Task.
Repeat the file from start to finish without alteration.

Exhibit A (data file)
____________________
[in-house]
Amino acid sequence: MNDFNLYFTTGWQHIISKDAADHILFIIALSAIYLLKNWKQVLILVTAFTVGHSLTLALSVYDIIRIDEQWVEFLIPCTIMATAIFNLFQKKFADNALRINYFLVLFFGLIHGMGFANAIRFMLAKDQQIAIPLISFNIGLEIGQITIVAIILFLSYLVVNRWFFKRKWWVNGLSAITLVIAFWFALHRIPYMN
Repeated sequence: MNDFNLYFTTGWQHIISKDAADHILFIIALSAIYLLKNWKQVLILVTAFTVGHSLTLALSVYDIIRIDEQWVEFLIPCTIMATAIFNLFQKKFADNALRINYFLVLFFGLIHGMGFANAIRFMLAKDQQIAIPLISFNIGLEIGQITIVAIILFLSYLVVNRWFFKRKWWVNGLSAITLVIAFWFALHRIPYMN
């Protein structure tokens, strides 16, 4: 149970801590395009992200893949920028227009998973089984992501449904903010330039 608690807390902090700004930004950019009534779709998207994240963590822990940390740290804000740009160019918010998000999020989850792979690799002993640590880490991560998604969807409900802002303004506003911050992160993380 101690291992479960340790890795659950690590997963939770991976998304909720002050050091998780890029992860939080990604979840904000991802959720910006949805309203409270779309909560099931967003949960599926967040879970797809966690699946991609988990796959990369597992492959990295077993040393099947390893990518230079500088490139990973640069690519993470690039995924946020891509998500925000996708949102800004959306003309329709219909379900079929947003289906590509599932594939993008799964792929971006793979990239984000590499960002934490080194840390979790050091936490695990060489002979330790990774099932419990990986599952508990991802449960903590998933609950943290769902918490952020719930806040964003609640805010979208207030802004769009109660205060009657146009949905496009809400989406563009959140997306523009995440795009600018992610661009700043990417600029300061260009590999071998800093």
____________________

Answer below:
[in-house]
Amino acid sequence: MNDFNLYFTTGWQHIISKDAADHILFIIALSAIYLLKNWKQVLILVTAFTVGHSLTLALSVYDIIRIDEQWVEFLIPCTIMATAIFNLFQKKFADNALRINYFLVLFFGLIHGMGFANAIRFMLAKDQQIAIPLISFNIGLEIGQITIVAIILFLSYLVVNRWFFKRKWWVNGLSAITLVIAFWFALHRIPYMN
Repeated sequence: MNDFNLYFTTGWQHIISKDAADHILFIIALSAIYLLKNWKQVLILVTAFTVGHSLTLALSVYDIIRIDEQWVEFLIPCTIMATAIFNLFQKKFADNALRINYFLVLFFGLIHGMGFANAIRFMLAKDQQIAIPLISFNIGLEIGQITIVAIILFLSYLVVNRWFFKRKWWVNGLSAITLVIAFWFALHRIPYMN
């Protein structure tokens, strides 16, 4: 149970801590395009992200893949920028227009998973089984992501449904903010330039 608690807390902090700004930004950019009534779709998207994240963590822990940390740290804000740009160019918010998000999020989850792979690799002993640590880490991560998604969807409900802002303004506003911050992160993380 101690291992479960340790890795659950690590997963939770991976998304909720002050050091998780890029992860939080990604979840904000991802959720910006949805309203409270779309909560099931967003949960599926967040879970797809966690699946991609988990796959990369597992492959990295077993040393099947390893990518230079500088490139990973640069690519993470690039995924946020891509998500925000996708949102800004959306003309329709219909379900079929947003289906590509599932594939993008799964792929971006793979990239984000590499960002934490080194840390979790050091936490695990060489002979330790990774099932419990990986599952508990991802449960903590998933609950943290769902918490952020719930806040964003609640805010979208207030802004769009109660205060009657146009949905496009809400989406563009959140997306523009995440795009600018992610661009700043990417600029300061260009590999071998800093």